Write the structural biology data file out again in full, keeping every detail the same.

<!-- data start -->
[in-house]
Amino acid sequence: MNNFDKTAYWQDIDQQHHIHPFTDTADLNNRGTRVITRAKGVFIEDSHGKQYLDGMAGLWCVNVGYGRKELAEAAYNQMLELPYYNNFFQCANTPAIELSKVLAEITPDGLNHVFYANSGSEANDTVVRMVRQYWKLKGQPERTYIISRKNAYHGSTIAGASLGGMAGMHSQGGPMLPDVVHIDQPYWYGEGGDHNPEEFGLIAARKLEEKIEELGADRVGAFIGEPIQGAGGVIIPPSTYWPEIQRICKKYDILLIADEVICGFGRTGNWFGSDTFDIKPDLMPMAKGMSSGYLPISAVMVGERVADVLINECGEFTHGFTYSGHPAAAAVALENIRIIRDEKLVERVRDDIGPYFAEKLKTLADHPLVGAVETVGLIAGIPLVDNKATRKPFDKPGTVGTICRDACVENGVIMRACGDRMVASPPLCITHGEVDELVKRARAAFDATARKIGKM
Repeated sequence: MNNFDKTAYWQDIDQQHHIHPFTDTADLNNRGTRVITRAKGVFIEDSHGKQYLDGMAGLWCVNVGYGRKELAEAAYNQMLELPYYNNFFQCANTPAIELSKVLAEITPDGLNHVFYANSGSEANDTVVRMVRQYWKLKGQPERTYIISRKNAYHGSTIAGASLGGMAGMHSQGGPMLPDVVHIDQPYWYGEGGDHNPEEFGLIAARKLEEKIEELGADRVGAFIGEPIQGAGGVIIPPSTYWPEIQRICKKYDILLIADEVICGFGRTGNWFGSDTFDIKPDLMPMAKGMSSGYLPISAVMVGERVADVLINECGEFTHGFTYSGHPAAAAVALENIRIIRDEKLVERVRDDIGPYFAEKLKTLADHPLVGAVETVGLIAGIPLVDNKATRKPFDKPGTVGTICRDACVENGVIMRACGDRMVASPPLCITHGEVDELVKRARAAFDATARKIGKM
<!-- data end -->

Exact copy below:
[in-house]
Amino acid sequence: MNNFDKTAYWQDIDQQHHIHPFTDTADLNNRGTRVITRAKGVFIEDSHGKQYLDGMAGLWCVNVGYGRKELAEAAYNQMLELPYYNNFFQCANTPAIELSKVLAEITPDGLNHVFYANSGSEANDTVVRMVRQYWKLKGQPERTYIISRKNAYHGSTIAGASLGGMAGMHSQGGPMLPDVVHIDQPYWYGEGGDHNPEEFGLIAARKLEEKIEELGADRVGAFIGEPIQGAGGVIIPPSTYWPEIQRICKKYDILLIADEVICGFGRTGNWFGSDTFDIKPDLMPMAKGMSSGYLPISAVMVGERVADVLINECGEFTHGFTYSGHPAAAAVALENIRIIRDEKLVERVRDDIGPYFAEKLKTLADHPLVGAVETVGLIAGIPLVDNKATRKPFDKPGTVGTICRDACVENGVIMRACGDRMVASPPLCITHGEVDELVKRARAAFDATARKIGKM
Repeated sequence: MNNFDKTAYWQDIDQQHHIHPFTDTADLNNRGTRVITRAKGVFIEDSHGKQYLDGMAGLWCVNVGYGRKELAEAAYNQMLELPYYNNFFQCANTPAIELSKVLAEITPDGLNHVFYANSGSEANDTVVRMVRQYWKLKGQPERTYIISRKNAYHGSTIAGASLGGMAGMHSQGGPMLPDVVHIDQPYWYGEGGDHNPEEFGLIAARKLEEKIEELGADRVGAFIGEPIQGAGGVIIPPSTYWPEIQRICKKYDILLIADEVICGFGRTGNWFGSDTFDIKPDLMPMAKGMSSGYLPISAVMVGERVADVLINECGEFTHGFTYSGHPAAAAVALENIRIIRDEKLVERVRDDIGPYFAEKLKTLADHPLVGAVETVGLIAGIPLVDNKATRKPFDKPGTVGTICRDACVENGVIMRACGDRMVASPPLCITHGEVDELVKRARAAFDATARKIGKM